Rupert Goodwins' Diary

Wednesday 23/2/2005To Piccadilly, to see a little-known yet intriguing company called Ciphire. A Swiss/German concern, it is busy finishing off its first product -- an eponymous mail add-on that automatically handles encryption and signing.

Wednesday 23/2/2005

To Piccadilly, to see a little-known yet intriguing company called Ciphire. A Swiss/German concern, it is busy finishing off its first product -- an eponymous mail add-on that automatically handles encryption and signing. Ciphire Mail is in late beta -- you can download a copy from ciphire.com -- and from a few days playing with it, it looks to me as if the company has brought a great deal of sanity and good thinking to the problem.

Because it seems simple, people don't give email much thought. You rarely hear of email servers being hacked into and vast amounts of virtual post being siphoned off, although that must happen: the most important single service on the Internet is simultaneously the least secure and the least regarded.

While we could all run PGP, we don't -- it's too complicated. I fall into the 'Tried it, gave up' camp, and given the lack of PGP keys in footer files these days I'm not alone in this. I did ask Ciphire how many people used PGP, as I've never seen a reliable figure: neither have they, and they've looked pretty hard.

Ciphire Mail bends over backwards to be nice to you. It intercepts all ingoing and outgoing mail, works out whether to encrypt or decrypt what it finds, and adds a cryptographic fingerprint to everything you send whether it's going to another Ciphire user or not. Ciphired recipients get their goodies encrypted automatically. I'll do a full review of the system when it comes out of beta, but so far I'm very impressed by how easy it is to install and use. It'll always be free for individuals: corporates please apply for details.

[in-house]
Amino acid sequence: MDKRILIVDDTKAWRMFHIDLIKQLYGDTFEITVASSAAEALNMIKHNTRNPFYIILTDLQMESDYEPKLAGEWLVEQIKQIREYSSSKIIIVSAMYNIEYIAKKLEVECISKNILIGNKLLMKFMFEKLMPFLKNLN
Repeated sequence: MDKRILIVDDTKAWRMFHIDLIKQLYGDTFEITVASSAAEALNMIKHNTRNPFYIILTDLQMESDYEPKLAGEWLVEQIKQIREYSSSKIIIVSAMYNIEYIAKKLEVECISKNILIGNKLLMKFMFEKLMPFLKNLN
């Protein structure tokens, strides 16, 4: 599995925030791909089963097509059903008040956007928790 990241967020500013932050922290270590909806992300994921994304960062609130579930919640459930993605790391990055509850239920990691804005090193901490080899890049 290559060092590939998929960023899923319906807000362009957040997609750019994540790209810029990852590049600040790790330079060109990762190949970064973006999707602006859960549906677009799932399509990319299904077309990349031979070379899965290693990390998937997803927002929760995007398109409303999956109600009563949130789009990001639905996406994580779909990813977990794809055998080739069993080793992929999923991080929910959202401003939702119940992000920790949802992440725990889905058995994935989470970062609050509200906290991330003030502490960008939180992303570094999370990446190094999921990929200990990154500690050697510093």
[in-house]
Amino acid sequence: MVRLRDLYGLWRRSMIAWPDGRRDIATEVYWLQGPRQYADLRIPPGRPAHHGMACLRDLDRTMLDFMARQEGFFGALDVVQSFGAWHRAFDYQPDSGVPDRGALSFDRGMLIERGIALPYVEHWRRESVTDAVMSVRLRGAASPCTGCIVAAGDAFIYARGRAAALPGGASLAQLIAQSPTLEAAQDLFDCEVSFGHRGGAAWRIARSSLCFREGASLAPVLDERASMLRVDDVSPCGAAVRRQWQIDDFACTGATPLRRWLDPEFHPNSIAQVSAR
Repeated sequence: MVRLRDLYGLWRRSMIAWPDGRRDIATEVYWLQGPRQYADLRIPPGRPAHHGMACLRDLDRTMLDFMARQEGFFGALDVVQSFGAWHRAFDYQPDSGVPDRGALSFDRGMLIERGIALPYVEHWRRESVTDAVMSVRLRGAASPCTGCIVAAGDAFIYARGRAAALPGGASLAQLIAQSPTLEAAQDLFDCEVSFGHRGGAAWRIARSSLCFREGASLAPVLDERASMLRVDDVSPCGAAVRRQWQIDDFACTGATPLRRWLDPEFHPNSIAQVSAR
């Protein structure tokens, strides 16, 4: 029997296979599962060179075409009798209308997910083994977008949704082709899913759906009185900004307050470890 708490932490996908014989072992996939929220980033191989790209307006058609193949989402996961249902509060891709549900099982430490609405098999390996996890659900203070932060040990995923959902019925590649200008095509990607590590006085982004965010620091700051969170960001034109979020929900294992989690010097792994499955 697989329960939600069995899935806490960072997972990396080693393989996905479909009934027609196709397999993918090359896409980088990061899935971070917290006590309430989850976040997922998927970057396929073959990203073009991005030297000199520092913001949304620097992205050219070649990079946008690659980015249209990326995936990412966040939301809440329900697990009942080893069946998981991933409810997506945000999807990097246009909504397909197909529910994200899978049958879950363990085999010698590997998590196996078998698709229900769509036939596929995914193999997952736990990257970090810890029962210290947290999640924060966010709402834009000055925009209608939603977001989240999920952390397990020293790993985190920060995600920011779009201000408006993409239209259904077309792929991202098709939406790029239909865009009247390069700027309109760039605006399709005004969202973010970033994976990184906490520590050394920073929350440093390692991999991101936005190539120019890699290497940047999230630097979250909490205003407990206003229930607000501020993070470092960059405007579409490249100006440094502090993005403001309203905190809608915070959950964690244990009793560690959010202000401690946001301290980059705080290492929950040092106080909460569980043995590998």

The company impresses in other ways. They're very open in every sense: there's a lot of documentation on the site about what they do and how, they've commissioned proper independent analyses by people like Bruce Schneier, and they promise to show all the code by the end of the year. Compare that with Skype, which makes big noise about its VoIP and messaging encryption but gives nowhere near enough detail for trust.

With a few niggles, I can't think of anything they could be doing better -- we'll have to see how things pan out. But I'm still not sure it'll be quite enough. The company is talking to ISPs in order to make the system part of the package offered to broadband subscribers: they quote antivirus and anti-spam products as a precedent. But these give direct benefits to the ISPs by cutting down support calls and volume of traffic -- encrypted email does not, and given the shocking lack of public demand for it, why would an ISP bother?

What Ciphire needs -- what we all need, as easy encrypted email is a good thing -- is for this to become a standard component with email systems as shipped. They haven't got a hope with Microsoft, of course, but getting the software into, say, Apple would be a splendid deal all round.

One to watch.

Newsletters

You have been successfully signed up. To sign up for more newsletters or to manage your account, visit the Newsletter Subscription Center.
See All
See All